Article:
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Pac-12 Burning Questions: Can Bobby Hurley Do More Than Recruit?

Posted by Mike Lemaire on November 10th, 2016

When Arizona State hired Bobby Hurley away from Buffalo as its new basketball coach a year ago, athletic director Ray Anderson made no bones about the incoming expectations for his new coach: “We are intent on becoming an elite men’s basketball program.” The hire gained nearly universal praise, in large part thanks to Hurley’s fantastic playing career at Duke and his work in leading Buffalo to its first-ever NCAA Tournament appearance in 2015. Once his first season in Tempe started, however, the Sun Devils looked anything but elite.

Bobby Hurley's Team Would Be In Based On Non-Conference Play Alone

Bobby Hurley’s Team Needs To Show More This Season. (Getty)

The team ranked near the bottom of the Pac-12 on both ends of the floor, won just five league games and generally appeared unready to compete for a conference title. Very little of this was the new head coach’s fault, of course. Predecessor Herb Sendek left insufficient talent on hand for the formation of a competent rotation, and those few players remaining were ill-suited for Hurley’s attacking style of offense. Still, despite the team’s continuing struggles, Hurley managed to pile up the accolades for his work in both changing the program’s culture and luring big-time recruits to the desert. As such, despite finishing 11th in the Pac-12 standings, Hurley convinced Arizona State that he deserved a raise and contract extension. And although there is plenty of evidence that Hurley has pointed the Arizona State ship in the right direction, he now needs to reward that faith and enthusiasm with some accompanying on-court improvement. Read the rest of this entry »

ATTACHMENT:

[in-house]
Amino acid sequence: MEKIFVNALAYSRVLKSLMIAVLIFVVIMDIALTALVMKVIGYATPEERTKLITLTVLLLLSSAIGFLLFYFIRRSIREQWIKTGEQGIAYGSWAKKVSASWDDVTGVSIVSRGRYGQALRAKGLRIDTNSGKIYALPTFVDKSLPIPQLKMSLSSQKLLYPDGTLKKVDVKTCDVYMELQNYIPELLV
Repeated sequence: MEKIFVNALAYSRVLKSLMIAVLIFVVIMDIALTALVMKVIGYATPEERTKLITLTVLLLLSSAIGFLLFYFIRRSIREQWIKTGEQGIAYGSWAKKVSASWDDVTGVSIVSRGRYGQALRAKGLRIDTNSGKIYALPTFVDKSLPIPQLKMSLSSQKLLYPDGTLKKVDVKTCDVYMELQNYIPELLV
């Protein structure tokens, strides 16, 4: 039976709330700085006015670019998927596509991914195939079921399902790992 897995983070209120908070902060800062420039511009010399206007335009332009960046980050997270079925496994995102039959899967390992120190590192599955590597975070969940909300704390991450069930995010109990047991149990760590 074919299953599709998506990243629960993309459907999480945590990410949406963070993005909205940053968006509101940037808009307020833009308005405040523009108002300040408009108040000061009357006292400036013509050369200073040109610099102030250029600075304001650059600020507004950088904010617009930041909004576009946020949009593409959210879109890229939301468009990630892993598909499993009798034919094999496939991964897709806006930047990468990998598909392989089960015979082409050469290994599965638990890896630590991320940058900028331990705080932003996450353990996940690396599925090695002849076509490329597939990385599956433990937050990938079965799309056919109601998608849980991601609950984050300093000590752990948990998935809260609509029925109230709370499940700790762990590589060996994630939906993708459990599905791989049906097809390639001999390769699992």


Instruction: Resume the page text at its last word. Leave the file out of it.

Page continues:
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Pac-12 Coach of the Year Debate: Dana Altman vs. Sean Miller